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Movie Mom

Movie Mom

The Snowman

posted by Nell Minow
A
Lowest Recommended Age:All Ages
MPAA Rating:Not Rated
Profanity:None
Nudity/Sex:None
Alcohol/Drugs:None
Violence/Scariness:A sad loss
Diversity Issues:None
Movie Release Date:1982
DVD Release Date:1982
A
Lowest Recommended Age: All Ages
MPAA Rating: Not Rated
Profanity: None
Nudity/Sex: None
Alcohol/Drugs: None
Violence/Scariness: A sad loss
Diversity Issues: None
Movie Release Date: 1982
DVD Release Date: 1982

Cold winter days are just right for curling up with some hot cocoa to watch DVDs filled with the pleasures of winter. And it is always wise to have some on hand for those days when it is too cold or snowy to go outside. One movie every family should watch is The Raymond Briggs’ The Snowman, a wordless lyrical fantasy about a boy whose snowman comes to life. The exquisite illustrations and score perfectly complement the story, evoking the simple joy and childhood magic of playing in snow. The boy first brings the snowman into his world, showing him his home — unsurprisingly, the snowman does not like the fireplace but does like the ice cubes. Then, in a moment that still makes even grown-ups catch their breath, the snowman shows the boy his world, flying with him through the night sky to the ice lands, where they meet the snowman’s friends, including Santa Claus.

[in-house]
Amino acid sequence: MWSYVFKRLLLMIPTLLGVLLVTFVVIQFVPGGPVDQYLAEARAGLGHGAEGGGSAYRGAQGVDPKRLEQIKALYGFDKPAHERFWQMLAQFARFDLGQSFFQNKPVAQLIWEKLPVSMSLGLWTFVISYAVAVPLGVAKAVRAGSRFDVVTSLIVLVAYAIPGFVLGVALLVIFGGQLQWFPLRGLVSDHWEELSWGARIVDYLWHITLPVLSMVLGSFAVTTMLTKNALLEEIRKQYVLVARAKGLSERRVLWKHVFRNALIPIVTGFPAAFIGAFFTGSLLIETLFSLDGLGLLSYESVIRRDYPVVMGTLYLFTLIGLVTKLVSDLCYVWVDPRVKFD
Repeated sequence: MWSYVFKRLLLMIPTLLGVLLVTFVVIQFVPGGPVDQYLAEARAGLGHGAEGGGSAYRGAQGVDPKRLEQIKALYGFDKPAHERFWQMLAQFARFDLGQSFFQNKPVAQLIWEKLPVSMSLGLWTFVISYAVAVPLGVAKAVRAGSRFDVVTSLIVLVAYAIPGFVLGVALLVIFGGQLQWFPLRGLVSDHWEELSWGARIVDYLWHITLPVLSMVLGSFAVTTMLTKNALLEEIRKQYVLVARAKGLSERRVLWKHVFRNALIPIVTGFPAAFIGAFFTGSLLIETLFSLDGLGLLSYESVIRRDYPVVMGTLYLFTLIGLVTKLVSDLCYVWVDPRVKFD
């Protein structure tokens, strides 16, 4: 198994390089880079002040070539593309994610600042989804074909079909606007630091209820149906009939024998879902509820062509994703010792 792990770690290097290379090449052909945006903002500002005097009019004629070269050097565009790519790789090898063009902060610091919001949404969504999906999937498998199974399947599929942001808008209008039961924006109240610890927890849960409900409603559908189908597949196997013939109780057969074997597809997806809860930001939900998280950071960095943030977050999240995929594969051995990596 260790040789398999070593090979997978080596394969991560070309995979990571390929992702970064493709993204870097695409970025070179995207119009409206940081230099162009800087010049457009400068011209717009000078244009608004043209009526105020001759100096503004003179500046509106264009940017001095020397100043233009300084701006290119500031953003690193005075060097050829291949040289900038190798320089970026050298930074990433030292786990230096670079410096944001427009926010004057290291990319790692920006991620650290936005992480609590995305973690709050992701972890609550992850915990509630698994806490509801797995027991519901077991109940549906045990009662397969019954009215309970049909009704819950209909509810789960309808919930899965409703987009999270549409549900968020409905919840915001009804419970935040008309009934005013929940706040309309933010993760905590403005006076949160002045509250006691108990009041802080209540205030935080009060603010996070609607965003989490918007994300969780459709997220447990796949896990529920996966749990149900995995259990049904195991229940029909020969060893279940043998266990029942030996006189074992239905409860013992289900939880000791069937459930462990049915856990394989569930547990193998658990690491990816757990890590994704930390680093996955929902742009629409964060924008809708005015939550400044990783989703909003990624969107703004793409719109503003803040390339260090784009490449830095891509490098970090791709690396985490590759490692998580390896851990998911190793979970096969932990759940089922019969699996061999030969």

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Some children may be upset when they see that the next morning, the snowman has melted. But even small children can understand that the boy will always cherish his time with his special friend. This movie can inspire children to build their own snow friends, and should lead families to talk about how what is most familiar to us (like a light switch) can seem interesting or strange or even scary to others. And what is familiar to others (like the Northern Lights) can seem exotic and thrilling to us.

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